ABOUT THIS BOOK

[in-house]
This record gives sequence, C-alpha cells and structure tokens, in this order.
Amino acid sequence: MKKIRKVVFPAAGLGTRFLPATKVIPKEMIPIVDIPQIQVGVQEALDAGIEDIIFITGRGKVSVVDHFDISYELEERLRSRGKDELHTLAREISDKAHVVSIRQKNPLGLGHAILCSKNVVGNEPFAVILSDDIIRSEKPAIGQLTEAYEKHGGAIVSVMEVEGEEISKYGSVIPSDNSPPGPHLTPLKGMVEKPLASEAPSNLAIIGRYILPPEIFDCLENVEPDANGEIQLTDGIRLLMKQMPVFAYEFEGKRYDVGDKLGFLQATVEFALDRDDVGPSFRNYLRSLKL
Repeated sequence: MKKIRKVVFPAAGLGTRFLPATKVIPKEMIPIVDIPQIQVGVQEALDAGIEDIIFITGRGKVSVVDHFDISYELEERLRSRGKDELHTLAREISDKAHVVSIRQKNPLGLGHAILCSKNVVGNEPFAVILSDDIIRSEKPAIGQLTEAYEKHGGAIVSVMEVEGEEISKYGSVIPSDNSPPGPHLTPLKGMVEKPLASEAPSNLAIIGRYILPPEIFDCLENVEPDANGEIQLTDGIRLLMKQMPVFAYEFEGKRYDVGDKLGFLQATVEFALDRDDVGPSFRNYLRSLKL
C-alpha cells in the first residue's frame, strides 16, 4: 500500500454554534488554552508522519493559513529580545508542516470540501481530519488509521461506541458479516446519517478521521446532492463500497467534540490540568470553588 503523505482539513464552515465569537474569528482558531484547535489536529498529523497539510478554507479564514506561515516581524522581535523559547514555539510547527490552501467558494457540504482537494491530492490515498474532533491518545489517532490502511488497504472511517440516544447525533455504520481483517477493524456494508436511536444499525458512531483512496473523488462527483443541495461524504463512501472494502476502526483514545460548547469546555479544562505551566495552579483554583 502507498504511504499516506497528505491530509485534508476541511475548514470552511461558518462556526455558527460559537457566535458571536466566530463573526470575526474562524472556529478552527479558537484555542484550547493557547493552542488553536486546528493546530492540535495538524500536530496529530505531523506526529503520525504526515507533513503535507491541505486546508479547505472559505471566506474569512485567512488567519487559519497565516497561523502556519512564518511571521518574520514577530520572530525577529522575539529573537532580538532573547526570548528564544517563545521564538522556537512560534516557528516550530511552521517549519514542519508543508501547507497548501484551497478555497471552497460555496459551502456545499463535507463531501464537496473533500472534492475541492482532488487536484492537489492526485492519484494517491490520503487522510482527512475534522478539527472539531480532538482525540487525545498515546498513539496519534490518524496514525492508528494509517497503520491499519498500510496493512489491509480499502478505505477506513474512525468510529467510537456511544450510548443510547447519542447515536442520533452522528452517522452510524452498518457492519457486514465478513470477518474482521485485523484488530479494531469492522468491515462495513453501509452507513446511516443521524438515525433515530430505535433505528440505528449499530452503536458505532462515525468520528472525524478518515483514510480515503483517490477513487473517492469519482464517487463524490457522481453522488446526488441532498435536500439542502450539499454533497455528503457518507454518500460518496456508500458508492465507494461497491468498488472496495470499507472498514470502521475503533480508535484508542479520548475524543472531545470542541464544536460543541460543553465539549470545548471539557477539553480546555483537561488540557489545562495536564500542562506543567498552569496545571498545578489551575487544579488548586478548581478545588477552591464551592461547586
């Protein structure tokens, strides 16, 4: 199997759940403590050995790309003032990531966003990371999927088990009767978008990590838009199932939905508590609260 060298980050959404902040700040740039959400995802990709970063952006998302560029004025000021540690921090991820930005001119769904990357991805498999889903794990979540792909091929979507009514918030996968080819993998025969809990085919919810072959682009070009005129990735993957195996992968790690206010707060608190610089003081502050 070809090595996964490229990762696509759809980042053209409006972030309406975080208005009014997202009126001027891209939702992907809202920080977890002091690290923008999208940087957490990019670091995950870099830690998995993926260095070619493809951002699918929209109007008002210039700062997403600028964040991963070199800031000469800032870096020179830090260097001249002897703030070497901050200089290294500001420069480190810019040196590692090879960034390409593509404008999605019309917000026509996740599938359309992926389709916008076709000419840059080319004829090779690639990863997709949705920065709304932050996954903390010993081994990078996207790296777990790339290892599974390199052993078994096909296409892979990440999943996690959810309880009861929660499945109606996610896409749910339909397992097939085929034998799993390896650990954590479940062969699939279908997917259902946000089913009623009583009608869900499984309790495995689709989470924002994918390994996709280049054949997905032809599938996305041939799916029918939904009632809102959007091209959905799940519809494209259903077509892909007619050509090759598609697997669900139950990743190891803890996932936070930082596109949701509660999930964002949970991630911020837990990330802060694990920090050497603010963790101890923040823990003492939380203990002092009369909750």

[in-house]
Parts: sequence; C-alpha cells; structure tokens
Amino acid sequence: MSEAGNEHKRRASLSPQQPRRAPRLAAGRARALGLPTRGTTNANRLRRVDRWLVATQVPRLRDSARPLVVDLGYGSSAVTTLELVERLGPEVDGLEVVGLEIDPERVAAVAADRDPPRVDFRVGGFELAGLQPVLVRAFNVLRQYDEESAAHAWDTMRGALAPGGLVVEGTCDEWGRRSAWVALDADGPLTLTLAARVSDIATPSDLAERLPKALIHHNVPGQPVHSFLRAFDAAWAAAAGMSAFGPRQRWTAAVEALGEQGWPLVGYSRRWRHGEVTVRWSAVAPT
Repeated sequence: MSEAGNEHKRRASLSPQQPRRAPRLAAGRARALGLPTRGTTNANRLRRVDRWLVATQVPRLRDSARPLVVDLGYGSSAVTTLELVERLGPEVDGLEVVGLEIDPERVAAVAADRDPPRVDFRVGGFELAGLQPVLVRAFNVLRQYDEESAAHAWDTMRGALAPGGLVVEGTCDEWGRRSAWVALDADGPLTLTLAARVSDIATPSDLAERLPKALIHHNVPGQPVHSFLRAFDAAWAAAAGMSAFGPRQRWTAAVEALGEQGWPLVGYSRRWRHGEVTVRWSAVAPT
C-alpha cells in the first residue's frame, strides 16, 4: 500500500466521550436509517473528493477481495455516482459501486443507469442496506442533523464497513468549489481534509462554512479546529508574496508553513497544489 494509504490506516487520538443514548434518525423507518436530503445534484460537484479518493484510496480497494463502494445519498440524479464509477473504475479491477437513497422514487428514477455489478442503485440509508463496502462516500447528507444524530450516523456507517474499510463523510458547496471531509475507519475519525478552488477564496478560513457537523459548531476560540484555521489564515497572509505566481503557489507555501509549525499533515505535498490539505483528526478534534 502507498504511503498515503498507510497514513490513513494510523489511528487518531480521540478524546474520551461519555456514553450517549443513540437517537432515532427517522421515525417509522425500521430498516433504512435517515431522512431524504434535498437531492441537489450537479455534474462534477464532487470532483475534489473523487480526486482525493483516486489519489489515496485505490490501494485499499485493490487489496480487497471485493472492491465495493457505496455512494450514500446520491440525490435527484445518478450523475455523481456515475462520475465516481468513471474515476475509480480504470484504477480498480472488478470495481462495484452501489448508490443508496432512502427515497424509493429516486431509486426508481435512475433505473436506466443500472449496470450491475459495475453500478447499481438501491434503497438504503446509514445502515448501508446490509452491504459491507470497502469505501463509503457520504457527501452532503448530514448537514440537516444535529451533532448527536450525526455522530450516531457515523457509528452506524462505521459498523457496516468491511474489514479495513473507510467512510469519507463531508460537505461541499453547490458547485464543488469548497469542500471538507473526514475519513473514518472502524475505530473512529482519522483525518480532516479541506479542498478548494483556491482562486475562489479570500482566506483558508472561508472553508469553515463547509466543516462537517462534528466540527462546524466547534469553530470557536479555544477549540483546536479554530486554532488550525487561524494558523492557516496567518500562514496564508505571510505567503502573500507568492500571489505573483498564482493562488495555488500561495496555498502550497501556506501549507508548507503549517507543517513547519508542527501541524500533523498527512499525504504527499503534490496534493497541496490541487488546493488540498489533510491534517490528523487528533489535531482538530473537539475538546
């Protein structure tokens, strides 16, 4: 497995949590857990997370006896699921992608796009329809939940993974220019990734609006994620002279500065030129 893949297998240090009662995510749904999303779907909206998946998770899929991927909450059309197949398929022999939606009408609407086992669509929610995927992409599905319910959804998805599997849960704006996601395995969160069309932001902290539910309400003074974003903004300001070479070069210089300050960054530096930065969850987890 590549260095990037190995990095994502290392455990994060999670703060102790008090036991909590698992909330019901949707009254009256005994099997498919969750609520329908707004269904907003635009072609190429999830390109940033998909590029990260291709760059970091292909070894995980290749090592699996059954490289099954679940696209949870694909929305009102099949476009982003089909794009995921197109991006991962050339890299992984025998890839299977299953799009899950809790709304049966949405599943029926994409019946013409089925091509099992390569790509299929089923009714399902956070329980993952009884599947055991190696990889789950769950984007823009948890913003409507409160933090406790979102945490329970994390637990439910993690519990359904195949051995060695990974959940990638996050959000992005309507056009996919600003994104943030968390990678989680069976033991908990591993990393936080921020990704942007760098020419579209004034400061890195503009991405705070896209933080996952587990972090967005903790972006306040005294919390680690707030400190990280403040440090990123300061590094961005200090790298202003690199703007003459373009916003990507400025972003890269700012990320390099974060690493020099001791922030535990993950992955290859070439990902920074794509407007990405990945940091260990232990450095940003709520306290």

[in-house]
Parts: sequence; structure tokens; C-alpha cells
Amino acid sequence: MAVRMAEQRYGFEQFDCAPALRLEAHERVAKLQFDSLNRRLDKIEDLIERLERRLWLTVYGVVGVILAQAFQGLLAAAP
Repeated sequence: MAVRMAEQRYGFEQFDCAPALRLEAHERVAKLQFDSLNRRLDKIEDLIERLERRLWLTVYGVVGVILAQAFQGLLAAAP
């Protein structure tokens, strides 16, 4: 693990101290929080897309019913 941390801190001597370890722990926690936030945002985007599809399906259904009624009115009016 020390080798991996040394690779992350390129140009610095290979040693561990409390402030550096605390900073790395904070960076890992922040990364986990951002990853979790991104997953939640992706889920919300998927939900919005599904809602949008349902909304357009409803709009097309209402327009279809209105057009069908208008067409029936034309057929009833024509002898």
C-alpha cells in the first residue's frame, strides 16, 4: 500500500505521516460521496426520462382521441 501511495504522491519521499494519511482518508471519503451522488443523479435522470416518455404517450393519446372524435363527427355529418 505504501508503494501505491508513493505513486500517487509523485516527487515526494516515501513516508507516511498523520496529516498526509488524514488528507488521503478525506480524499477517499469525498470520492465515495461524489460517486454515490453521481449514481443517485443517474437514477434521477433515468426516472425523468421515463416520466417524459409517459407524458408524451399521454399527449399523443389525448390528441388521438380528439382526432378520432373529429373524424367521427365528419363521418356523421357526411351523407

Though there are still just twenty-four hours in a day, society's idea of who should be doing what and when has shifted. Time, the ultimate scarce resource, has become an increasingly contested battle zone in American life, with work, family, and personal obligations pulling individuals in conflicting directions. In Fighting for Time, editors Cynthia Fuchs Epstein and Arne Kalleberg bring together a team of distinguished sociologists and management analysts to examine the social construction of time and its importance in American culture. Fighting for Time opens with an exploration of changes in time spent at work—both when people are on the job and the number of hours they spend there—and the consequences of those changes for individuals and families. Contributors Jerry Jacobs and Kathleen Gerson find that the relative constancy of the average workweek in America over the last thirty years hides the fact that blue-collar workers are putting in fewer hours while more educated white-collar workers are putting in more. Rudy Fenwick and Mark Tausig look at the effect of nonstandard schedules on workers' health and family life. They find that working unconventional hours can increase family stress, but that control over one's work schedule improves family, social, and health outcomes for workers. The book then turns to an examination of how time influences the organization and control of work. The British insurance company studied by David Collinson and Margaret Collinson is an example of a culture where employees are judged on the number of hours they work rather than on their productivity. There, managers are under intense pressure not to take legally guaranteed parental leave, and clocks are banned from the office walls so that employees will work without regard to the time. In the book's final section, the contributors examine how time can have different meanings for men and women. Cynthia Fuchs Epstein points out that professional women and stay-at-home fathers face social disapproval for spending too much time on activities that do not conform to socially prescribed gender roles—men are mocked by coworkers for taking paternity leave, while working mothers are chastised for leaving their children to the care of others. Fighting for Time challenges assumptions about the relationship between time and work, revealing that time is a fluid concept that derives its importance from cultural attitudes, social psychological processes, and the exercise of power. Its insight will be of interest to sociologists, economists, social psychologists, business leaders, and anyone interested in the work-life balance.